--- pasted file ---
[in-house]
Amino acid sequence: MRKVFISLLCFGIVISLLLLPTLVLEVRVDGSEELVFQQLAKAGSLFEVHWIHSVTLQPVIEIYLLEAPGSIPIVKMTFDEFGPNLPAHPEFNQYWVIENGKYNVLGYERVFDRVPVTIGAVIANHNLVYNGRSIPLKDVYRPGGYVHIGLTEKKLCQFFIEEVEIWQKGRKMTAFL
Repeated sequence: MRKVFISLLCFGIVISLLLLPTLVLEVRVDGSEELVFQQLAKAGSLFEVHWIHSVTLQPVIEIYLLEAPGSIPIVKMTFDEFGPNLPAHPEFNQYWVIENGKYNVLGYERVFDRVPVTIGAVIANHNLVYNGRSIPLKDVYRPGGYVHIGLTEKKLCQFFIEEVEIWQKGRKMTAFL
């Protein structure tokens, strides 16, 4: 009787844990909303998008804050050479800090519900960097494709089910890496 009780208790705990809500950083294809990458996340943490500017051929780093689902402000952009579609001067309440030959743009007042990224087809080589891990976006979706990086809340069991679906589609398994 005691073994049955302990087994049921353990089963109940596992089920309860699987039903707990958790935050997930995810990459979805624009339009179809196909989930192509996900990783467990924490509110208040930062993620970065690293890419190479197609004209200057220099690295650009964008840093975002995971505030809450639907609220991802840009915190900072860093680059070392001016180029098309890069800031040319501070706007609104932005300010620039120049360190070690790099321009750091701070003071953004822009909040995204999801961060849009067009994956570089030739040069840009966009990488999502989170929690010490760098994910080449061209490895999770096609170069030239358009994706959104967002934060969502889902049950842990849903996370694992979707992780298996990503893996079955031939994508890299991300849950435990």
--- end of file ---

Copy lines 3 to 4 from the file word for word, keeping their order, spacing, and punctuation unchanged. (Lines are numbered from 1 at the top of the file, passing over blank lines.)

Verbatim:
Repeated sequence: MRKVFISLLCFGIVISLLLLPTLVLEVRVDGSEELVFQQLAKAGSLFEVHWIHSVTLQPVIEIYLLEAPGSIPIVKMTFDEFGPNLPAHPEFNQYWVIENGKYNVLGYERVFDRVPVTIGAVIANHNLVYNGRSIPLKDVYRPGGYVHIGLTEKKLCQFFIEEVEIWQKGRKMTAFL
């Protein structure tokens, strides 16, 4: 009787844990909303998008804050050479800090519900960097494709089910890496 009780208790705990809500950083294809990458996340943490500017051929780093689902402000952009579609001067309440030959743009007042990224087809080589891990976006979706990086809340069991679906589609398994 005691073994049955302990087994049921353990089963109940596992089920309860699987039903707990958790935050997930995810990459979805624009339009179809196909989930192509996900990783467990924490509110208040930062993620970065690293890419190479197609004209200057220099690295650009964008840093975002995971505030809450639907609220991802840009915190900072860093680059070392001016180029098309890069800031040319501070706007609104932005300010620039120049360190070690790099321009750091701070003071953004822009909040995204999801961060849009067009994956570089030739040069840009966009990488999502989170929690010490760098994910080449061209490895999770096609170069030239358009994706959104967002934060969502889902049950842990849903996370694992979707992780298996990503893996079955031939994508890299991300849950435990």